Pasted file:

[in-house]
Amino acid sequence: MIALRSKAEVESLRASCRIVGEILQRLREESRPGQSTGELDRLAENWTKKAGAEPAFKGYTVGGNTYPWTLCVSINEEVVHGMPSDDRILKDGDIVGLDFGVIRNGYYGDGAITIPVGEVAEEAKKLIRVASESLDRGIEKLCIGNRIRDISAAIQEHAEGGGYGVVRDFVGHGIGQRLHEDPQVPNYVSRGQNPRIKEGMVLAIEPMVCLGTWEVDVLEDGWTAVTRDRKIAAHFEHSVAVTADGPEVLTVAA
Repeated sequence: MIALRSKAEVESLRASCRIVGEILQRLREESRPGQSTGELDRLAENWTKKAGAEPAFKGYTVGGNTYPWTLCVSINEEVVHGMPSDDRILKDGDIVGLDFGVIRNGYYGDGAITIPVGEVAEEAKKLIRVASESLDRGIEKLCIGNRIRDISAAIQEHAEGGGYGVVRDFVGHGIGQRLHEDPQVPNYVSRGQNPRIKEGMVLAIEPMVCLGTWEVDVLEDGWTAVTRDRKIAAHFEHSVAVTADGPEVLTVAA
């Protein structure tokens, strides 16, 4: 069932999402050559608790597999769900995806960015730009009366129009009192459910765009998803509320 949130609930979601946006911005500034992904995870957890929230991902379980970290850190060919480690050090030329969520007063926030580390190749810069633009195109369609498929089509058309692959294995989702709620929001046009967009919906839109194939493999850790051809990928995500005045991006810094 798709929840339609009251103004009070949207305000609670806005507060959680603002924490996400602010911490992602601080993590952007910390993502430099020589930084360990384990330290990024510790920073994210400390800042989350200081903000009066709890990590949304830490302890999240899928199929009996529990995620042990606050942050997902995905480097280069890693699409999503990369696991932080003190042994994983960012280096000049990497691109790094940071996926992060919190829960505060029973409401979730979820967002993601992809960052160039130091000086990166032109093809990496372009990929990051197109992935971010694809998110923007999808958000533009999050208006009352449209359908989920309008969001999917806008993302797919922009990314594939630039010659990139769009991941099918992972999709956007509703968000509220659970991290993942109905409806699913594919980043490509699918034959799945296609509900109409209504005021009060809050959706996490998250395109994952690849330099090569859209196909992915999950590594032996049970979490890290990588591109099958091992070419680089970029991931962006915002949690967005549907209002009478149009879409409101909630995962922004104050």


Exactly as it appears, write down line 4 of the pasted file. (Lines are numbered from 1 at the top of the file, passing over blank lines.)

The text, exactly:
């Protein structure tokens, strides 16, 4: 069932999402050559608790597999769900995806960015730009009366129009009192459910765009998803509320 949130609930979601946006911005500034992904995870957890929230991902379980970290850190060919480690050090030329969520007063926030580390190749810069633009195109369609498929089509058309692959294995989702709620929001046009967009919906839109194939493999850790051809990928995500005045991006810094 798709929840339609009251103004009070949207305000609670806005507060959680603002924490996400602010911490992602601080993590952007910390993502430099020589930084360990384990330290990024510790920073994210400390800042989350200081903000009066709890990590949304830490302890999240899928199929009996529990995620042990606050942050997902995905480097280069890693699409999503990369696991932080003190042994994983960012280096000049990497691109790094940071996926992060919190829960505060029973409401979730979820967002993601992809960052160039130091000086990166032109093809990496372009990929990051197109992935971010694809998110923007999808958000533009999050208006009352449209359908989920309008969001999917806008993302797919922009990314594939630039010659990139769009991941099918992972999709956007509703968000509220659970991290993942109905409806699913594919980043490509699918034959799945296609509900109409209504005021009060809050959706996490998250395109994952690849330099090569859209196909992915999950590594032996049970979490890290990588591109099958091992070419680089970029991931962006915002949690967005549907209002009478149009879409409101909630995962922004104050």